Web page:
Employees may be entitled to medical or disability leave under two federal laws, the Family and Medical Leave Act (FMLA) and the Americans with Disabilities Act (ADA), which can also be utilized in tandem.
The FMLA provides up to 12 weeks of leave in any 12-month period that eligible employees can take due to a severe health condition, the birth, adoption, or fostering of a child, or to care for an immediate family member with a serious health condition. The Act applies to all government and private employers with more than 50 employees within a 75-mile radius. Employees are eligible for FMLA benefits if they have worked for the same employer for at least 12 months and completed at least 1,250 work hours over the preceding 12 months.
The ADA requires employers to provide disabled employees with reasonable accommodations, enabling them to perform their job functions unless the accommodation causes the employer undue hardship. Leave is considered a reasonable accommodation under the ADA and Equal Employment Opportunity Commission (EEOC) guidelines.
However, the ADA does not specify the amount of leave an employee is granted. Leave periods for ADA reasonable accommodation are generally determined on a case-by-case basis between the employer and the employee, specific to the employee’s needs. The amount of leave granted must give the employee enough time to heal to the point that they can perform their essential job functions. Leave can be taken all at once or distributed over a period of time, such as for attending recurring medical appointments.
Depending on the employee’s specific circumstances, both Acts can be used in tandem. Workers who have used their allotted FMLA leave may be eligible for additional leave under the ADA if they meet the definition of a person with a disability. Pregnancy, for instance, may be covered by both the FMLA and ADA guidelines if the employee develops a pregnancy-related impairment or health condition. Workers not covered by FMLA, such as those who have not worked the requisite hours, may qualify for leave under the ADA instead.
Other leave aspects addressed by the FMLA and ADA are listed below.
Sometimes, an employee submits a series of additional three-month leave requests as their previous leave ends. While there are different state laws pertaining to indefinite leave, employers are not obligated under the ADA to grant indefinite leave.
Leave-of-absences should have an estimated return-to-work date, and employers can weigh such requests under the ADA’s “undue hardship” on a case-by-case basis. Undue hardship typically constitutes a disruption of operations or financial hardship due to an employee’s absence or accommodation. It is up to the employer to prove that the employee’s requested leave accommodation causes the employer an undue hardship. Before deciding on additional leave, employers should consider whether:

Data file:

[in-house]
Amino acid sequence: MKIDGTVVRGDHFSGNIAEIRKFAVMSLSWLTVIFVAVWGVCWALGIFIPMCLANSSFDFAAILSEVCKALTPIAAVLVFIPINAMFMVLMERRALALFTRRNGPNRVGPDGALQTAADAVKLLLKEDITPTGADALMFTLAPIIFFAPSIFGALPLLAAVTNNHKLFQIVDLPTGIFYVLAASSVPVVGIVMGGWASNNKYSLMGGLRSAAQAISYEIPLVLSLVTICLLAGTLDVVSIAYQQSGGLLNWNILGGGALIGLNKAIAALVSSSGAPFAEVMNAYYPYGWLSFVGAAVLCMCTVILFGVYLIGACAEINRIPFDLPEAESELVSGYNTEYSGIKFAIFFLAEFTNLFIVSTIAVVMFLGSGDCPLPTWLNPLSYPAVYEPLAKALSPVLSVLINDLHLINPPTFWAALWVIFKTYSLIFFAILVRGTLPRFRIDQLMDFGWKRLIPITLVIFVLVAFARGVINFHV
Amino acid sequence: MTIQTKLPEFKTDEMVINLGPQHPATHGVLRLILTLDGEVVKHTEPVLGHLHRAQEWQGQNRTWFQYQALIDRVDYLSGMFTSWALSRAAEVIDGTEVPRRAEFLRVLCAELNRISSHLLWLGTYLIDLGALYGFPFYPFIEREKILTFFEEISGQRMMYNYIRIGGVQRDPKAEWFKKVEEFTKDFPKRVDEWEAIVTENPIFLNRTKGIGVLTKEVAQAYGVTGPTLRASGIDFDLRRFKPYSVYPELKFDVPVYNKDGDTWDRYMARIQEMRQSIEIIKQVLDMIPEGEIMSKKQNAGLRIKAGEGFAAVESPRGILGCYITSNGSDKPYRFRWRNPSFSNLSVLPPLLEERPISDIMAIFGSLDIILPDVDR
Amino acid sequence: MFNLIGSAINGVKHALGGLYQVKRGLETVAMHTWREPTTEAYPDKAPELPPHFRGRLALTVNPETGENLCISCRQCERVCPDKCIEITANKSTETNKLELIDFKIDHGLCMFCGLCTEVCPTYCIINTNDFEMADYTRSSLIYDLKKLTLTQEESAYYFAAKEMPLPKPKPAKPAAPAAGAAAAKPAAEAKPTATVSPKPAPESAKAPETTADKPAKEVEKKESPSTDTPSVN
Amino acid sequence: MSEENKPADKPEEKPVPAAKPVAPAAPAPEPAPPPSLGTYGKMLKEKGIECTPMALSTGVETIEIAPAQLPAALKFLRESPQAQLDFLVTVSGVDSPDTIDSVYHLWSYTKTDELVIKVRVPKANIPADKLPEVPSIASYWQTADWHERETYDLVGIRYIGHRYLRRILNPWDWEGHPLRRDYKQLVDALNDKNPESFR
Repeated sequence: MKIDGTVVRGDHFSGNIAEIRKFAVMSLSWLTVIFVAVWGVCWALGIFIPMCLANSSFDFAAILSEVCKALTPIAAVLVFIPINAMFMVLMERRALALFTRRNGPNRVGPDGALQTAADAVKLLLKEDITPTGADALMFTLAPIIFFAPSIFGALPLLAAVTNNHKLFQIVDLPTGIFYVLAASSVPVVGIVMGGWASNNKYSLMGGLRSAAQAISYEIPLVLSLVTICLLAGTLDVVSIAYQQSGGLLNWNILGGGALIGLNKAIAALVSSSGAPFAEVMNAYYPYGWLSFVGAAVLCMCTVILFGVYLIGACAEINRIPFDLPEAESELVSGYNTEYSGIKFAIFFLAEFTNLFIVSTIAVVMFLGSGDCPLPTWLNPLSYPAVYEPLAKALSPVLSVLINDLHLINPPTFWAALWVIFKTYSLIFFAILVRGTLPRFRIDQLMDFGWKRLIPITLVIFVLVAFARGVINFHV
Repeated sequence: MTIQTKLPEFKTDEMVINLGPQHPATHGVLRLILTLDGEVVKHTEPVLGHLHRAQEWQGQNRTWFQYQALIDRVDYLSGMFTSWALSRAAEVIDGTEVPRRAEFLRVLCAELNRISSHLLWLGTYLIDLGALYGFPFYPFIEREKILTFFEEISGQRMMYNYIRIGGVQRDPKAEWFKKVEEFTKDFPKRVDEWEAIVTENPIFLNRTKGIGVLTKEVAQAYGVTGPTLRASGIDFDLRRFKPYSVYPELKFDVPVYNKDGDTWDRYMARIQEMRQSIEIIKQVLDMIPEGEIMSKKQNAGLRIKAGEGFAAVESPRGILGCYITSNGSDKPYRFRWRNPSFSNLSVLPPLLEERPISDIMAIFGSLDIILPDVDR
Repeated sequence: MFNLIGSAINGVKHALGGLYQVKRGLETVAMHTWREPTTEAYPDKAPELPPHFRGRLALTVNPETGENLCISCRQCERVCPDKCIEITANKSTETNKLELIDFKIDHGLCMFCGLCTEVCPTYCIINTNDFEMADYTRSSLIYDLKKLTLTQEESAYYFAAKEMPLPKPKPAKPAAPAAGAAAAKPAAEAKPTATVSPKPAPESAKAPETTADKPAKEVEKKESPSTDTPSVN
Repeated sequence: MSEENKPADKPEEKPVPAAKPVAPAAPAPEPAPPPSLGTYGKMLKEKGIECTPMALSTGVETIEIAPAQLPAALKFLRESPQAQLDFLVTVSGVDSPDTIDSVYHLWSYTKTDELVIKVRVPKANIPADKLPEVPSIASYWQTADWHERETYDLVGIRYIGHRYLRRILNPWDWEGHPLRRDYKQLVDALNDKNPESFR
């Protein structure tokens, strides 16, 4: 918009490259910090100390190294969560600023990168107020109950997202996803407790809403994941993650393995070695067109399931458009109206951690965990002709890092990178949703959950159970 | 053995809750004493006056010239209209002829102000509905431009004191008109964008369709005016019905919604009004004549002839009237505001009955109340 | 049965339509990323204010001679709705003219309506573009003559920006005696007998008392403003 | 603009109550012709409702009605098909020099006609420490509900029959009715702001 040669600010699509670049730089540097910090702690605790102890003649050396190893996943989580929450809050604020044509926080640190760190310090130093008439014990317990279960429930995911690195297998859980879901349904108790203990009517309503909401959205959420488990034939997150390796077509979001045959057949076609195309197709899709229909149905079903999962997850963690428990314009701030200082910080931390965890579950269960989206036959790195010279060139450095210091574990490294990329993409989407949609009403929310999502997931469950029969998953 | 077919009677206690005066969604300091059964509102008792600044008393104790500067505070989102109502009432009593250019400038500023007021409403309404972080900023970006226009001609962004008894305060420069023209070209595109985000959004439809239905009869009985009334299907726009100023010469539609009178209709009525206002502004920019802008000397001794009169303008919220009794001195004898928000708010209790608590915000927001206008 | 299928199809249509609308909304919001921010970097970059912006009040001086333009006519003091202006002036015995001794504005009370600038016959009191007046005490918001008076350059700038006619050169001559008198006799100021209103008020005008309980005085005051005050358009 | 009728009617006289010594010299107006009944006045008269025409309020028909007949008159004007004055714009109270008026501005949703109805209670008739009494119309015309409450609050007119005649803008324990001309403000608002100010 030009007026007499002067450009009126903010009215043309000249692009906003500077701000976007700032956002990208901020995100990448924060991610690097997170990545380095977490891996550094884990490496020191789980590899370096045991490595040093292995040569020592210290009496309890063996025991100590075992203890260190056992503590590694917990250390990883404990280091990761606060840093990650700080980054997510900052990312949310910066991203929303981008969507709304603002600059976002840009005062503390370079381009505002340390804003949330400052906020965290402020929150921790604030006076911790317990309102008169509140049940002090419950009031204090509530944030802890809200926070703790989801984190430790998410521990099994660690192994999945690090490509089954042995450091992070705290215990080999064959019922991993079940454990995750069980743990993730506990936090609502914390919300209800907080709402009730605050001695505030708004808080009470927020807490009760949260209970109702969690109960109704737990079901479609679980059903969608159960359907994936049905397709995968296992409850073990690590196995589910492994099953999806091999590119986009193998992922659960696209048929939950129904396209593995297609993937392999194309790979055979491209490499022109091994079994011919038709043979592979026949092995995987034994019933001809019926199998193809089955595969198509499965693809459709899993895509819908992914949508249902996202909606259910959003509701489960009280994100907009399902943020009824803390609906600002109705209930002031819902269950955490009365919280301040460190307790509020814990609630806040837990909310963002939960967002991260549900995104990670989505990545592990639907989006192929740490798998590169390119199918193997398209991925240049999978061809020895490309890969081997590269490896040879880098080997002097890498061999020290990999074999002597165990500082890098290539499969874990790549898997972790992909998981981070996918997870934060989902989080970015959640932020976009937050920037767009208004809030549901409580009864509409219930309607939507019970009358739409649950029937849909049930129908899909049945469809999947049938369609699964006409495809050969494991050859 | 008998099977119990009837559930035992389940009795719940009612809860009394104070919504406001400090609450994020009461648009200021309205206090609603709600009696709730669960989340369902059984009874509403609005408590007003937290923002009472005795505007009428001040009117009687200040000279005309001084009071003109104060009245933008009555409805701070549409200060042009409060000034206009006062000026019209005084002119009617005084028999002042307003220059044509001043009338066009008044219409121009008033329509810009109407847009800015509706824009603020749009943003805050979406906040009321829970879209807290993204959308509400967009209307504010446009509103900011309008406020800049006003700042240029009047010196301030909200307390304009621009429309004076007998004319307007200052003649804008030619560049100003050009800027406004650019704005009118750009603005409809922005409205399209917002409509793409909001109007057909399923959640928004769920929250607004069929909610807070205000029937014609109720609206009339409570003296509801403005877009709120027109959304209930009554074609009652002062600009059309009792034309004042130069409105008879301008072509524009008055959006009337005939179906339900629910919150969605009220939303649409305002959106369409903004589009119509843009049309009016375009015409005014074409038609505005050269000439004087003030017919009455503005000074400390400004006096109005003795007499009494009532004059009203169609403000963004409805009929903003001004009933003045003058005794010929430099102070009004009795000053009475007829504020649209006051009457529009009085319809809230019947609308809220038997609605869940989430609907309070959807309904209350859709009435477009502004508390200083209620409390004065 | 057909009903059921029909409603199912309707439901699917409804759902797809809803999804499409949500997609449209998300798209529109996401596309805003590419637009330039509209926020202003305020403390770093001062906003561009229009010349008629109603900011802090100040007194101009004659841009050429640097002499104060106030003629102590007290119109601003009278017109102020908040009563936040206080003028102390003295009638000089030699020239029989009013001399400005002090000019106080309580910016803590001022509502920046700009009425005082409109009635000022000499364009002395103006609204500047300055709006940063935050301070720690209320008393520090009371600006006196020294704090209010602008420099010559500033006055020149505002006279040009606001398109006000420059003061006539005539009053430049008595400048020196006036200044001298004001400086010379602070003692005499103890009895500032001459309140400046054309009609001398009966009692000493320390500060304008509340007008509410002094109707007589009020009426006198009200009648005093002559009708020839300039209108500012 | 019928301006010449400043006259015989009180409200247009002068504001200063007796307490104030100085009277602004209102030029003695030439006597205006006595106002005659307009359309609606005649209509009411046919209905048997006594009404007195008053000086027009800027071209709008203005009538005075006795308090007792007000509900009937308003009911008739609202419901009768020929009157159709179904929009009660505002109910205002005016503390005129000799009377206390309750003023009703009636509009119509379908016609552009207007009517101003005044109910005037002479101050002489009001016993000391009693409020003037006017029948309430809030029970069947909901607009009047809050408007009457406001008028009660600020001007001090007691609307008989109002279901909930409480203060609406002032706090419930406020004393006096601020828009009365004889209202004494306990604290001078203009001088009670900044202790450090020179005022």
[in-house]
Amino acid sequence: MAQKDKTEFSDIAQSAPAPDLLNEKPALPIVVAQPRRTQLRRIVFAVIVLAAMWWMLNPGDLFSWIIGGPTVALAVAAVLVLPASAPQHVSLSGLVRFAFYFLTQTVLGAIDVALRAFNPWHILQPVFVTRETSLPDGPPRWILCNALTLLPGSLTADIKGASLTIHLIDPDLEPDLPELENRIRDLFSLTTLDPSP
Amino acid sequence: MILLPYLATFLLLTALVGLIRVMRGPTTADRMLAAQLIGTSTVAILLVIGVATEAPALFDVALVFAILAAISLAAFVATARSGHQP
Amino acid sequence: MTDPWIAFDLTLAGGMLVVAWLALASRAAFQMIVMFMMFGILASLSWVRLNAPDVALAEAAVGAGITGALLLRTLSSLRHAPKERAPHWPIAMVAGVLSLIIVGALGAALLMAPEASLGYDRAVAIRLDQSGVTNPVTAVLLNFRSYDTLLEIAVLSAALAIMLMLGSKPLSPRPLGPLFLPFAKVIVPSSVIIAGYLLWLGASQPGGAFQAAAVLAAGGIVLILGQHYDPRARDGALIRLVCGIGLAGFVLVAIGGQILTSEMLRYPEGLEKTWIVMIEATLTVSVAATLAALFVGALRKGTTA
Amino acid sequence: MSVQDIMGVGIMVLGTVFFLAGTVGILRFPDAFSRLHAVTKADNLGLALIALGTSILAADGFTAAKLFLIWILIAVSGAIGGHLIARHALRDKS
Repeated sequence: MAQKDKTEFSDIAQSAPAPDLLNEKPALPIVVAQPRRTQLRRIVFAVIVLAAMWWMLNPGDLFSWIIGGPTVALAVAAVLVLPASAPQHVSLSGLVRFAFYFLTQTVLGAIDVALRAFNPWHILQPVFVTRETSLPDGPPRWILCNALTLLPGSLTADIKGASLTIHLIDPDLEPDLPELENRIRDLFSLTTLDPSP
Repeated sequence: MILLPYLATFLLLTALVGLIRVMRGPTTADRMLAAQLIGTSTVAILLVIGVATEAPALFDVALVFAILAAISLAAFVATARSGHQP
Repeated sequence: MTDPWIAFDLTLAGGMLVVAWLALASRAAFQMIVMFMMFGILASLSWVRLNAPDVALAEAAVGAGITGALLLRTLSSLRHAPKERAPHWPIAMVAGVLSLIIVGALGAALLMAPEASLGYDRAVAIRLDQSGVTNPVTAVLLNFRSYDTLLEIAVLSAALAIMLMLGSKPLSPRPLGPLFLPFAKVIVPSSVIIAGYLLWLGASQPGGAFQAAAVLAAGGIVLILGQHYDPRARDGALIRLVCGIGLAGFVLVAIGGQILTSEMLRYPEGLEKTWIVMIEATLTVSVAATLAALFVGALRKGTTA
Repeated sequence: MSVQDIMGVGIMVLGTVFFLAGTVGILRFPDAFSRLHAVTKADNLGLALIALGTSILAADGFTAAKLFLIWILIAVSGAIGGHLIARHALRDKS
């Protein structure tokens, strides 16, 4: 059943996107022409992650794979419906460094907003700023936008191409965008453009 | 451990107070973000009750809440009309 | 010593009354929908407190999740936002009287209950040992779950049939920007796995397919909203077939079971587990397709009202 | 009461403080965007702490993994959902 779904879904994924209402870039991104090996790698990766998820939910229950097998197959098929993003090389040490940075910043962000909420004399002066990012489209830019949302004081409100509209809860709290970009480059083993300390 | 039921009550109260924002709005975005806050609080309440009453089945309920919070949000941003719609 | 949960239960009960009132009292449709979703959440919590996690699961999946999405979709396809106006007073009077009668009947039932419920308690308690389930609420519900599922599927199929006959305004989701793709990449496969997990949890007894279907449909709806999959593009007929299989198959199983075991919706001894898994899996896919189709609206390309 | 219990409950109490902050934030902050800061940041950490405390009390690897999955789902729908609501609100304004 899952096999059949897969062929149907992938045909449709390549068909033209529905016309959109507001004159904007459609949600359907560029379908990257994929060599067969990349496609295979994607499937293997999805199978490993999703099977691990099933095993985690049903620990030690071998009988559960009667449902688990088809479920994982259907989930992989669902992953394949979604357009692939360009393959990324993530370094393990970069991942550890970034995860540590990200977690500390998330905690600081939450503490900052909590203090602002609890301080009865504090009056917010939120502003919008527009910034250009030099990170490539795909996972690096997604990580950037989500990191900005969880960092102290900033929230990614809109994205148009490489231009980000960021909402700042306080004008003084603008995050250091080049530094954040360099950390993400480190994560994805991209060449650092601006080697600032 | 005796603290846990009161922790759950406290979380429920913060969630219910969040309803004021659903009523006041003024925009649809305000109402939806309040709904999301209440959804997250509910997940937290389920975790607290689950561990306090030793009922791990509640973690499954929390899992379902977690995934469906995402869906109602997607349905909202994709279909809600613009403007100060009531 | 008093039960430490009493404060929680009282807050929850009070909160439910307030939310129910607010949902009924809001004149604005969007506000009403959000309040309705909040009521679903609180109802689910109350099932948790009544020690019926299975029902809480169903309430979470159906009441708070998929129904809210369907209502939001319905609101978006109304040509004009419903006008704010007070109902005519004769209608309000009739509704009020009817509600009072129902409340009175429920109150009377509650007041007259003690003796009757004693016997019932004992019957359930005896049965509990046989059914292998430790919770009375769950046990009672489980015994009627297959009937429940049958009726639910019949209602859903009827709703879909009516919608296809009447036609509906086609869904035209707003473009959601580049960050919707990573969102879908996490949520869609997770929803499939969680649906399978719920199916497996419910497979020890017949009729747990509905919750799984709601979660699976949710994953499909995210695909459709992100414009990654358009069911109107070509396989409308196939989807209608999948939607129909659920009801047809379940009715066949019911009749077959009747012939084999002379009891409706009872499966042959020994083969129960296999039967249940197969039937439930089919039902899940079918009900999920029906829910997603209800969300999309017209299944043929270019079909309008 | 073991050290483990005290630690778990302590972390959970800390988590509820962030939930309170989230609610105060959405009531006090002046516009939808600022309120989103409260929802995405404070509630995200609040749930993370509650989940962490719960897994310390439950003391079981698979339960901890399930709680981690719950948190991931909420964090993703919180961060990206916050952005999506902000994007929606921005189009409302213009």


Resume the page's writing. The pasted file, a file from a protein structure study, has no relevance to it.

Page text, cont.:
- Another employee can fill in for the disabled employee on leave.
- Certain tasks of the disabled employee can be assigned to other employees.
- Certain tasks can be put on hold during the employee’s absence.
- Additional leave will cause significant expense or difficulty.
Employers are required to continue providing health insurance coverage to employees on FMLA leave. The ADA does not require employers to do so. However, they cannot treat employees on ADA leave differently than employees on FMLA leave and should follow the FMLA regulations regarding insurance coverage.
Return to Work
The FMLA and ADA return-to-work requirements differ:
- FMLA: Employees on FMLA leave must return to the same position they had before leave or an equivalent position unless the employee holds a key position that would cause the employer serious financial hardship. Workers are protected from termination during FMLA leave unless there are company-wide layoffs or other unrelated terminations.
- ADA: Generally, employees returning from ADA leave as a reasonable accommodation should be returned to their previous position unless they can no longer perform the position’s essential functions or if holding the job open caused the employer an undue hardship. In such instances, employers must reassign employees to a vacant position they are qualified to perform. If no equivalent job exists or the employee’s original position was eliminated for non-discriminatory reasons, the employer can offer a lesser, vacated position.
Philadelphia Employment Lawyers at Sidney L. Gold & Associates, P.C. Help Clients Requesting FMLA or ADA Leave
If you need assistance requesting leave – or have been denied leave – speak with our Philadelphia employment lawyers at Sidney L. Gold & Associates, P.C. Call 215-569-1999 or contact us online for a free consultation. Located in Philadelphia and Pennsauken, New Jersey, we serve clients in South Jersey and Southeastern Pennsylvania, including Wilkes-Barre, Scranton, Northeast Philadelphia, Bucks County, Chester County, Delaware County, Lehigh County, and Montgomery County.